The play is about a woman, Phèdre, who falls in love with the son of her husband, a son from a previous marriage. To protect herself, she sends the son away, but, of course, they end up together on an island. There she hears news that her husband is dead. She reveals her love to his young heir, but news soon comes that her husband isn't dead.
The husband, a king, Thésée, is a hero, but a brutal one, especially with women, a life his son has turned from.
"It has a wonderful dynamic of unrequited love between a younger man and an older women," says director Peter Evans. "But it's also about fathers and sons, and what it's like to be the son of such a famous and infamous father."
The role of Phèdre is to be played by Catherine McClements.
"She's one of our smartest, but also our bravest and gruntiest actors," says Evans. "A lot of what Phèdre goes through is pain and humiliation. It's a wonderful role, but to completely go into the darkness of that, it requires a certain level of emotional bravery."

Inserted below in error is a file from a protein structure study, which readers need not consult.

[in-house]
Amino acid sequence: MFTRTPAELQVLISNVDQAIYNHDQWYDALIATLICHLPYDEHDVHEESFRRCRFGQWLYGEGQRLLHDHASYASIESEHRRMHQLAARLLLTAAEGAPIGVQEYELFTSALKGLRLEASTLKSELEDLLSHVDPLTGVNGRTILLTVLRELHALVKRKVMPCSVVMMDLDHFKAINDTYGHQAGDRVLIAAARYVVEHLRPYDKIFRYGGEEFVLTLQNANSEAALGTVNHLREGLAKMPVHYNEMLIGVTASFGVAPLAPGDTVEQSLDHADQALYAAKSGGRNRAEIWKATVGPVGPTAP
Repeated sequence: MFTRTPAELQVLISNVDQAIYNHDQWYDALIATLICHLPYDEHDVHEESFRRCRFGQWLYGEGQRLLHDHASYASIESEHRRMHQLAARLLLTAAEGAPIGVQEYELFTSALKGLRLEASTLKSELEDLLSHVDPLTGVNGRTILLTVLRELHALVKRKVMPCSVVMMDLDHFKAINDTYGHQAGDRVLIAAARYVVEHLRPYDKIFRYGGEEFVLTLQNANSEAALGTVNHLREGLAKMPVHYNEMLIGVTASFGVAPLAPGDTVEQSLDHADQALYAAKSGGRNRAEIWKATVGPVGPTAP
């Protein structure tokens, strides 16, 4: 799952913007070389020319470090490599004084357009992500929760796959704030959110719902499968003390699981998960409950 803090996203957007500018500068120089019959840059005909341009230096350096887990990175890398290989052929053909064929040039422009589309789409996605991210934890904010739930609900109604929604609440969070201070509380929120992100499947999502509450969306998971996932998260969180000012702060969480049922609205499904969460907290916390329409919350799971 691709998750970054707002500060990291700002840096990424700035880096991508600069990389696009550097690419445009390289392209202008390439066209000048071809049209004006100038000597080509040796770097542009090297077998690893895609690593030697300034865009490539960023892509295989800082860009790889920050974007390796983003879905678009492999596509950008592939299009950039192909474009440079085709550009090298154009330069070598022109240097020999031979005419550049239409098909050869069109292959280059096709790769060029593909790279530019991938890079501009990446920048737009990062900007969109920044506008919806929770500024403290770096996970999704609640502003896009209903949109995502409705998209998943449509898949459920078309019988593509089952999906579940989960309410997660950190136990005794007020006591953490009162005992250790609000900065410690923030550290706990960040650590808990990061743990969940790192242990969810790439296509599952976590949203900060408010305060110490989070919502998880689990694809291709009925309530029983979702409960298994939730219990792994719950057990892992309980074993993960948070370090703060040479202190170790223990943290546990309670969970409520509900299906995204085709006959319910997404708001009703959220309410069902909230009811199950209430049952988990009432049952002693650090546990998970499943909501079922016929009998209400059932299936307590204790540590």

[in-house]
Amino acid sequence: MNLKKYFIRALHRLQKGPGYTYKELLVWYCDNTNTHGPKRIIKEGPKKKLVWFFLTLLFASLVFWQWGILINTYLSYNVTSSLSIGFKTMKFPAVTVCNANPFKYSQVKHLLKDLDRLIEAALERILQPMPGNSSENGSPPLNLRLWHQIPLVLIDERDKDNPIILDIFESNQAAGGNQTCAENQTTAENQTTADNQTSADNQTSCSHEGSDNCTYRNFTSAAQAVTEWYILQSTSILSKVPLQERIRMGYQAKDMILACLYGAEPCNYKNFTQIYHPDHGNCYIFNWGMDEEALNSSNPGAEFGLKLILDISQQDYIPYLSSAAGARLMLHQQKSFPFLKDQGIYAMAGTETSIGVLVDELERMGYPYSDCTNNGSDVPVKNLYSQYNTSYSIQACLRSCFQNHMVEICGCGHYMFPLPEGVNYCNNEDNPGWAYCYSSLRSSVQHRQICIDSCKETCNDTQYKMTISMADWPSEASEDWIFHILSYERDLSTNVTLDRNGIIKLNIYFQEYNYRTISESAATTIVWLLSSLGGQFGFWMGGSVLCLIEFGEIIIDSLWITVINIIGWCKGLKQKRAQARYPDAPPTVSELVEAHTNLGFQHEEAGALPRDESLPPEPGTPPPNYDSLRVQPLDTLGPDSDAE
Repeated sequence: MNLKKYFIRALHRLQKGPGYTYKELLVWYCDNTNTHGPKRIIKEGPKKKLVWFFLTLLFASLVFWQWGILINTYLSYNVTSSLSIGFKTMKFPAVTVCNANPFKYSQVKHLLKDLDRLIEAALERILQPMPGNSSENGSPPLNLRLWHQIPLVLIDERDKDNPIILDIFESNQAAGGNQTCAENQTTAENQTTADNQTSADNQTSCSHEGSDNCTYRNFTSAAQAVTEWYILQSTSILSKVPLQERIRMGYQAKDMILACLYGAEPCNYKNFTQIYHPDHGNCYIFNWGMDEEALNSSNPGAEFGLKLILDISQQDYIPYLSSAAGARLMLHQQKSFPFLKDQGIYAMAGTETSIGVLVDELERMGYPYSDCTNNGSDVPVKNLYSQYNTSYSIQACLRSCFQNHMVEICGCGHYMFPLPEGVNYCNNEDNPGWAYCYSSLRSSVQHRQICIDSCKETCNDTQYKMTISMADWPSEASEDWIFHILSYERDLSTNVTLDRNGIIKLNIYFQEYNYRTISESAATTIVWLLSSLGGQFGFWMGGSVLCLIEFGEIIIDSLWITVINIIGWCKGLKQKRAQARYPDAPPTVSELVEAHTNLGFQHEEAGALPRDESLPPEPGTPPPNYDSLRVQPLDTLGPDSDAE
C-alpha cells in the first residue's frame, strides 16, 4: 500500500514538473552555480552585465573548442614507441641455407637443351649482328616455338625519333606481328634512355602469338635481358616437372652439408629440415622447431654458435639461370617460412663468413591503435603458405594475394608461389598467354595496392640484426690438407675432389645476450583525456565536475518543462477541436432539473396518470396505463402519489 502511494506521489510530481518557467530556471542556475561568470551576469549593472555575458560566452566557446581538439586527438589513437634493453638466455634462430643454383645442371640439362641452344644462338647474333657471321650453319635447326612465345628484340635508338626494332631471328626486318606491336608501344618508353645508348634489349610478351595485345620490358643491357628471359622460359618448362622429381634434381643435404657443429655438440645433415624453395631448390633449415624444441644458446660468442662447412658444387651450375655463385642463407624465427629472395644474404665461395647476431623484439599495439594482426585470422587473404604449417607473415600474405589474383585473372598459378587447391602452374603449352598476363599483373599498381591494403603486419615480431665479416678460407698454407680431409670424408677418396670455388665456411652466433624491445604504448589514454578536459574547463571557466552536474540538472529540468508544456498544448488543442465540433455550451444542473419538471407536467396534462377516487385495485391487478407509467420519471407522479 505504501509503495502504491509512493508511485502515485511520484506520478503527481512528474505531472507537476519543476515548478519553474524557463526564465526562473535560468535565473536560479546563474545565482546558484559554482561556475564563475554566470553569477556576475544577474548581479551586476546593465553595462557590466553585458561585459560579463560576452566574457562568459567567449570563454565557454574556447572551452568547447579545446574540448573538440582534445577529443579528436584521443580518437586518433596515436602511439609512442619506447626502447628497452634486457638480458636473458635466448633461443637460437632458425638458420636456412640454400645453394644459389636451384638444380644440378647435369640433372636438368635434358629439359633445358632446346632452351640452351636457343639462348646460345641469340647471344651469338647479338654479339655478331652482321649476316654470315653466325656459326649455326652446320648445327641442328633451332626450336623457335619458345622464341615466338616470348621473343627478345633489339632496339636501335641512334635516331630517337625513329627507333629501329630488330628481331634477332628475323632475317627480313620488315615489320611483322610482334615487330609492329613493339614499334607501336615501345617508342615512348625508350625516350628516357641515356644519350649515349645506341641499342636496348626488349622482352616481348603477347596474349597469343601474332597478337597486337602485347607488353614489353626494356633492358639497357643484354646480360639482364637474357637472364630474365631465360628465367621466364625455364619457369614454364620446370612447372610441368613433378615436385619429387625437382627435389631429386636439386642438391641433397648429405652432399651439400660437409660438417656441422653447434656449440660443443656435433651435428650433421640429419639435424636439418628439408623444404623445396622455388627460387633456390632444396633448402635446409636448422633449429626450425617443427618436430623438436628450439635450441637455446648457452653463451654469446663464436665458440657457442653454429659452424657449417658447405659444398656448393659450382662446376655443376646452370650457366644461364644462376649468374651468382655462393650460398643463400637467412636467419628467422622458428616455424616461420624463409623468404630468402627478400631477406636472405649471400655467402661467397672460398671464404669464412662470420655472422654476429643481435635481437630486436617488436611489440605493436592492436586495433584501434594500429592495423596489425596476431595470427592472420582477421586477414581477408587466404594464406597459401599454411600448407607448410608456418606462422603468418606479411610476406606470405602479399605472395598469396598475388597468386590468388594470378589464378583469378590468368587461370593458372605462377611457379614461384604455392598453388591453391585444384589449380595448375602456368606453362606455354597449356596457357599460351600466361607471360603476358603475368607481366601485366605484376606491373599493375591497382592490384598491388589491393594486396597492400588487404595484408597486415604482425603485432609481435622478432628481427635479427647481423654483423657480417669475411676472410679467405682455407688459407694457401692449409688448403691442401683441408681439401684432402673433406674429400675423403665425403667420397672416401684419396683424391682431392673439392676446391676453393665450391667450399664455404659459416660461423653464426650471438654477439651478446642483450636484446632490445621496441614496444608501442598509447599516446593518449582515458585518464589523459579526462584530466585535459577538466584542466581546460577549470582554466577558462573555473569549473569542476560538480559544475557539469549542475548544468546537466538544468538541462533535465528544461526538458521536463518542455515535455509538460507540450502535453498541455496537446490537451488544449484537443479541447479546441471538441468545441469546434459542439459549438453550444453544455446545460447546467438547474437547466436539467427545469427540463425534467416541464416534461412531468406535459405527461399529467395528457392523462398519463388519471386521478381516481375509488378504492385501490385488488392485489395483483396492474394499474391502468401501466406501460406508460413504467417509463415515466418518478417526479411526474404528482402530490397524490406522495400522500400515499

The story is rooted in Greek myth and was first saw the stage by Euripides. The Roman playwright Seneca had a shot at it 500 years later, and the French genius, Racine 1600 years after that. Racine's version is considered a classic – perhaps the classic – of French tragedy. "It's seen sort of the way we would see Hamlet," says Evans. "But we're so interested because so many Australians wouldn't haven't seen it."
Bell Shakespeare are using a translation of Racine's play by the English poet Ted Hughes. "Hughes is famous for his animal imagery and his hunting imagery," says Evans. "It's a very visceral and very bloody translation, and in the free verse form, it's got a muscularity."